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Power Factor Correction in Plants with Main-Tie-Main Bus Configurations

Using Northeast Power Systems, Inc. (NEPSI) Start-up and This technical note presents Northeast Power Systems, Inc. (NEPSI) preferred method for automatic power factor correction on power systems that utilize Main-Tie-Main bus configurations. Due to simplicity, the use of tie breaker current transformers for automatic control is preferred over more complex configurations that utilize master-slave controls.

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Redundant source electrical systems with bus ties between the sources are a very popular design for reliable electrical systems. Many systems utilize a tie breaker, which is normally open so that if one source fails, the tie can be closed and the other source utilized for the entire load. Other uses of the main-tie-main arrangement include redundant service to each load from two different sources and splitting loads between the two sources so the main electrical distribution equipment can be serviced without disruption of service to the critical load.

Power factor correction on these systems utilize two power capacitor banks, one for each bus. This technical note presents NEPSI’s recommended method for automatically controlling these banks.

Figure 1 — Typical Main-Tie-Main Redundant source electrical system. Power Factor Correction
on these systemsrequires two capacitor banks, one for each bus.

Typical Control Methods

Power capacitor banks and harmonic filter banks on redundant source electrical systems typically employ either master-slave controls or use main-tie current transformers (CTs) to achieve automatic control in normal plant operation with tie open, and in abnormal condition, with one main open and the tie closed.

Master-Slave Control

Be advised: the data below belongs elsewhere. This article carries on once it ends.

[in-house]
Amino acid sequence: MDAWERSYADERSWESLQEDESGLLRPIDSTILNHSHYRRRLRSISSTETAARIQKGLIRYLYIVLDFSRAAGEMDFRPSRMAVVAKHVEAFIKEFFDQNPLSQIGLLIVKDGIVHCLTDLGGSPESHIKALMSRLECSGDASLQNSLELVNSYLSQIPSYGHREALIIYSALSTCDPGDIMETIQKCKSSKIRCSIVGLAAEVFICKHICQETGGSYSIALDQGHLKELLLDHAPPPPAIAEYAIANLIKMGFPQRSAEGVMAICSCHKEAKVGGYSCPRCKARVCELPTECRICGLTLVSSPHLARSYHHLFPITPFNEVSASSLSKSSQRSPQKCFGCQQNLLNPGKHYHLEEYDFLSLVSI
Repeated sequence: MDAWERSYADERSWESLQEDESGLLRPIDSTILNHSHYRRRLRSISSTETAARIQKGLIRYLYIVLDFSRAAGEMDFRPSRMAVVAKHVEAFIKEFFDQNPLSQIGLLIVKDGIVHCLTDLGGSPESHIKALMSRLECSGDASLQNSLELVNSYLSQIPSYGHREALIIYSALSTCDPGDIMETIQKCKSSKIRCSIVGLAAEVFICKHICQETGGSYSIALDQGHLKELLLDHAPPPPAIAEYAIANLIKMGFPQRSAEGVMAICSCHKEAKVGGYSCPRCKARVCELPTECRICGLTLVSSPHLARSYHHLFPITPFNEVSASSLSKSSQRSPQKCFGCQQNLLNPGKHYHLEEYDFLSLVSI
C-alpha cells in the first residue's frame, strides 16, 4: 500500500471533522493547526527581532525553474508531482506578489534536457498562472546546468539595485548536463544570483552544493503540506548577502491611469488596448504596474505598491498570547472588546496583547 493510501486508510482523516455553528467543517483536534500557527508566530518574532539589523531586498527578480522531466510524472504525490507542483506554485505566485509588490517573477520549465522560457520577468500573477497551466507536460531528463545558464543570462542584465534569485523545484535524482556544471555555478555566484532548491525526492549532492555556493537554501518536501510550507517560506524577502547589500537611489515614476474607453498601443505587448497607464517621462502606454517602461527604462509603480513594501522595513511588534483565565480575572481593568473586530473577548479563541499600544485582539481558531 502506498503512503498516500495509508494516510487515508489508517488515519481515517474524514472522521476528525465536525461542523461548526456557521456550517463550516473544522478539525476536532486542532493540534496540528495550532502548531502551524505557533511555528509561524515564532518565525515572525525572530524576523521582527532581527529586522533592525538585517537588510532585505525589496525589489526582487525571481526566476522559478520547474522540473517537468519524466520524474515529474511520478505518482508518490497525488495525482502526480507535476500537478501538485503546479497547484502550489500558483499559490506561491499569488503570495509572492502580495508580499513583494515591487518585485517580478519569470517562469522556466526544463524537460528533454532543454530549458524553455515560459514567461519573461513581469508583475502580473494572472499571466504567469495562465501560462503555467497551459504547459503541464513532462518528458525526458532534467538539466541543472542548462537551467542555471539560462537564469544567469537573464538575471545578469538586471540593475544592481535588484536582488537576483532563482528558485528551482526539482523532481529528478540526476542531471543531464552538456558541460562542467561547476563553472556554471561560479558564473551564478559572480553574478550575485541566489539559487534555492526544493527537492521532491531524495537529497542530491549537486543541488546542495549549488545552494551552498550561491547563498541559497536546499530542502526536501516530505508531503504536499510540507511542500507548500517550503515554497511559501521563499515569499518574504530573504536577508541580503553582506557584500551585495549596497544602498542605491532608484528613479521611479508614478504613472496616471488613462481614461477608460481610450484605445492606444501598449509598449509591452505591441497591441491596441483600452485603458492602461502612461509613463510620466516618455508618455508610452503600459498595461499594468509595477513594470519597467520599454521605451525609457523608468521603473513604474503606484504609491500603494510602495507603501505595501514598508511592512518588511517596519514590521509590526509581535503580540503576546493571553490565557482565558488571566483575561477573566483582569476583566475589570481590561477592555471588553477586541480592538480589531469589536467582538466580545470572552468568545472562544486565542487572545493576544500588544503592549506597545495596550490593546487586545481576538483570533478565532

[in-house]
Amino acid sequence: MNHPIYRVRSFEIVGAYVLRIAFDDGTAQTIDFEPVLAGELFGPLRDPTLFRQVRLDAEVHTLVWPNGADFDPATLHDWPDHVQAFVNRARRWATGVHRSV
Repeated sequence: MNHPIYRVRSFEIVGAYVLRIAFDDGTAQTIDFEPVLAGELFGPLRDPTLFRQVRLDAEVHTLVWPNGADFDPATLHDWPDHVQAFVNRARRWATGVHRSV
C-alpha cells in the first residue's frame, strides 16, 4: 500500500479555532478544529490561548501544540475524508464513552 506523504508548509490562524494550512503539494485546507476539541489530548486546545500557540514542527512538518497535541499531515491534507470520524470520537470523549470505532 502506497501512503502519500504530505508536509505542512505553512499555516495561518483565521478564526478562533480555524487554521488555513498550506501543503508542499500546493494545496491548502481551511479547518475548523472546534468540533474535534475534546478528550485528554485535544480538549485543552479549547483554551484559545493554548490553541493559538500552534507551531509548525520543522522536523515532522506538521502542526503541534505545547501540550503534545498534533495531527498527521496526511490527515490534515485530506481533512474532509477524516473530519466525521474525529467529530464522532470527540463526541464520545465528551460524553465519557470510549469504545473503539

In this type of control, each power capacitor bank acts as a “master” when the tie breaker is open, each controlling the power factor of their connected bus based on voltage and current signals from their main circuit breaker (referred to as “master-master” control mode) CT’s and Potential Transformers (PT’s). When the tie breaker is closed (with one main circuit breaker open), the capacitor bank with the closed main breaker becomes the “master” while the other capacitor bank becomes the “slave” (referred to as “master-slave” control mode). The “master” bank controls the opening and closing of both capacitor banks. This system has several draw backs, and NEPSI does not recommend it. Drawbacks include:

  1. The PLC program is complicated
  2. Open and close signals must be wired between the master and the slave capacitor banks control panels
  3. When closing or opening the tie breaker, the system must be switched from “master-master” control mode, to “master-slave” control mode. The transition between modes is complicated by required discharge times.
  4. Changing between “master-master” and “masterslave” control modes can be made automatic, but requires additional sensing of “a” and “b” contacts from the main and tie circuit breakers. Many customers treat this as a manual operation and use a “master/slave” control switch on the control panel to put the bank into “master” or “slave” control mode.

Main and Tie Current Transformers

In this type of control, current transformers located on both the tie and main circuit breakers are wired to provide the necessary current signals to control both banks for all main and tie breaker configurations. No special control operations are required when changing from open-tie to close-tie operation. Figure 2 shows a 4 CT arrangement, while figure 3 shows a 3 CT arrangement.

NEPSI recommends using tie CT’s for control (instead of “master-slave” arrangement) for the following reasons:

  1. Each power capacitor banks controls the load power factor on its own bus. No matter the position of the tie or main circuit breakers.
  2. No communication between power capacitor banks is required.
  3. No action needs to be taken when the tie and main breaker status is changed. The controls transitions automatically.
  4. The capacitor banks and controls for both banks are identical.

Figure 2 — Four CT arrangement. Separate Tie CT's are used by the
power factor/var controller on bus A and bus B.

Figure 3 — Three CT arrangement. The Tie CT is shared by the
power factor/var controller on bus A and bus B. This arrangement requires
secondary CT wires between the two capacitor banks.

Implementation Guidelines

The following guidelines must be followed with implementation of the tie CT control scheme:

  1. CT’s must be of equal rating.
  2. CT’s must all be on the same phase.
  3. It is important to not pick a current transformer ratio that is to high (i.e. do not pick the switchgear rating of 2000 amps if the expected load is only 500 amps). Two 2000/5 CT’s summed through a summing CT will result in a ratio of 4000/5 to the power factor controller. This can amount to a low current signal to the PF controller.
  4. Summing CT’s and shorting switches should be mounted in the capacitor bank control panel.
  5. Polarity must be correct for all CT’s.

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